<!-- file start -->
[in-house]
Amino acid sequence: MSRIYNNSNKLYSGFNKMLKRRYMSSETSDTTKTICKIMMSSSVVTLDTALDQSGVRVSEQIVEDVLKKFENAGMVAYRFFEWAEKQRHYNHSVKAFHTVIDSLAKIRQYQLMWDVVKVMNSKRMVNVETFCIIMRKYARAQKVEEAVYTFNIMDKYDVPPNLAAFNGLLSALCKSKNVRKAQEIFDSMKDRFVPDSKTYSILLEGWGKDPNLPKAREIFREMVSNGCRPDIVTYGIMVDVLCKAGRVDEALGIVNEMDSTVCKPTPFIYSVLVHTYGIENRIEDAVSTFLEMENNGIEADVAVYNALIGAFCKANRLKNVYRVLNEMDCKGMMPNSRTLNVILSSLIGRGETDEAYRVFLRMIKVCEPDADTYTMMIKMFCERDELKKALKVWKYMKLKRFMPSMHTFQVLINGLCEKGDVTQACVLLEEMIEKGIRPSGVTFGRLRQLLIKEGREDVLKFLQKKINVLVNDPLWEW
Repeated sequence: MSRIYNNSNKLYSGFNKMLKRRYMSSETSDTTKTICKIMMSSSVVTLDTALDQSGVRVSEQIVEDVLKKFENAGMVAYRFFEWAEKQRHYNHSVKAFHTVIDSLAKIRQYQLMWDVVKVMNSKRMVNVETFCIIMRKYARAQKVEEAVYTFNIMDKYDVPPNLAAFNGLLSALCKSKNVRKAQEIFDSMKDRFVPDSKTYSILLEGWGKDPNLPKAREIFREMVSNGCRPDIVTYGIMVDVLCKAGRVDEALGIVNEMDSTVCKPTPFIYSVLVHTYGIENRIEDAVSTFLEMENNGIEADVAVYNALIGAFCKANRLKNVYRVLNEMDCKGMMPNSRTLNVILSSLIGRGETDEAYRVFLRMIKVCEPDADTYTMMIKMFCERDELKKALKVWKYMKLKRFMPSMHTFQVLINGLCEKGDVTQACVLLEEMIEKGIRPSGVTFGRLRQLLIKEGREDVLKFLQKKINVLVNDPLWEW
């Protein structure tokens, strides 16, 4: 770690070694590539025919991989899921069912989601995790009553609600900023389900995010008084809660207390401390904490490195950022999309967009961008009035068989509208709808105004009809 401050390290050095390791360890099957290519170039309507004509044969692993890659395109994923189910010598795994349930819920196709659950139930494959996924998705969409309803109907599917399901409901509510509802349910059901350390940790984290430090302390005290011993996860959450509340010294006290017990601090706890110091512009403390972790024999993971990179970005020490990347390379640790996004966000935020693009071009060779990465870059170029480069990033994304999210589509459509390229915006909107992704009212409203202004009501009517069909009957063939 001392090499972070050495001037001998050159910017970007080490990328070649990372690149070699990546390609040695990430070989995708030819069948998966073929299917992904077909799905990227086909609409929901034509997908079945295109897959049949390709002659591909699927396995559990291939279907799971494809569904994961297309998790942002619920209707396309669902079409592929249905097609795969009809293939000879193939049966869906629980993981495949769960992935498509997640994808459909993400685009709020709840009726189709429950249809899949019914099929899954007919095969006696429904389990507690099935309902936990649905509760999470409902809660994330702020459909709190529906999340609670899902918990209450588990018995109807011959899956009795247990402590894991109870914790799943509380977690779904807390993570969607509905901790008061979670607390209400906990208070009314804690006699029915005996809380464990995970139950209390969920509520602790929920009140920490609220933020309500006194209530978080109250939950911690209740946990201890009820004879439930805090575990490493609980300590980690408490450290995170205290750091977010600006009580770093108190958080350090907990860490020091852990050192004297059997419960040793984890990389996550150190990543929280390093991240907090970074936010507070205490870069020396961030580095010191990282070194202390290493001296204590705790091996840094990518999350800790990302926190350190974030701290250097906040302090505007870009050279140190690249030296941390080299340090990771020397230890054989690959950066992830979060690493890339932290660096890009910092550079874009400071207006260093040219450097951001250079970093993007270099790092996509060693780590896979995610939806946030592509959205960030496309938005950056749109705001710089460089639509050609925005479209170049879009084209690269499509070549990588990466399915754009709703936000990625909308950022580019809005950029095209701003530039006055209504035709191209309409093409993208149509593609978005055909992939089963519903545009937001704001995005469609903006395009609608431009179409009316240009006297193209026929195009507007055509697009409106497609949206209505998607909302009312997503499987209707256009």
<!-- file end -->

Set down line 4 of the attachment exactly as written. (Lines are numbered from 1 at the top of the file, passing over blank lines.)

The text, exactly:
């Protein structure tokens, strides 16, 4: 770690070694590539025919991989899921069912989601995790009553609600900023389900995010008084809660207390401390904490490195950022999309967009961008009035068989509208709808105004009809 401050390290050095390791360890099957290519170039309507004509044969692993890659395109994923189910010598795994349930819920196709659950139930494959996924998705969409309803109907599917399901409901509510509802349910059901350390940790984290430090302390005290011993996860959450509340010294006290017990601090706890110091512009403390972790024999993971990179970005020490990347390379640790996004966000935020693009071009060779990465870059170029480069990033994304999210589509459509390229915006909107992704009212409203202004009501009517069909009957063939 001392090499972070050495001037001998050159910017970007080490990328070649990372690149070699990546390609040695990430070989995708030819069948998966073929299917992904077909799905990227086909609409929901034509997908079945295109897959049949390709002659591909699927396995559990291939279907799971494809569904994961297309998790942002619920209707396309669902079409592929249905097609795969009809293939000879193939049966869906629980993981495949769960992935498509997640994808459909993400685009709020709840009726189709429950249809899949019914099929899954007919095969006696429904389990507690099935309902936990649905509760999470409902809660994330702020459909709190529906999340609670899902918990209450588990018995109807011959899956009795247990402590894991109870914790799943509380977690779904807390993570969607509905901790008061979670607390209400906990208070009314804690006699029915005996809380464990995970139950209390969920509520602790929920009140920490609220933020309500006194209530978080109250939950911690209740946990201890009820004879439930805090575990490493609980300590980690408490450290995170205290750091977010600006009580770093108190958080350090907990860490020091852990050192004297059997419960040793984890990389996550150190990543929280390093991240907090970074936010507070205490870069020396961030580095010191990282070194202390290493001296204590705790091996840094990518999350800790990302926190350190974030701290250097906040302090505007870009050279140190690249030296941390080299340090990771020397230890054989690959950066992830979060690493890339932290660096890009910092550079874009400071207006260093040219450097951001250079970093993007270099790092996509060693780590896979995610939806946030592509959205960030496309938005950056749109705001710089460089639509050609925005479209170049879009084209690269499509070549990588990466399915754009709703936000990625909308950022580019809005950029095209701003530039006055209504035709191209309409093409993208149509593609978005055909992939089963519903545009937001704001995005469609903006395009609608431009179409009316240009006297193209026929195009507007055509697009409106497609949206209505998607909302009312997503499987209707256009």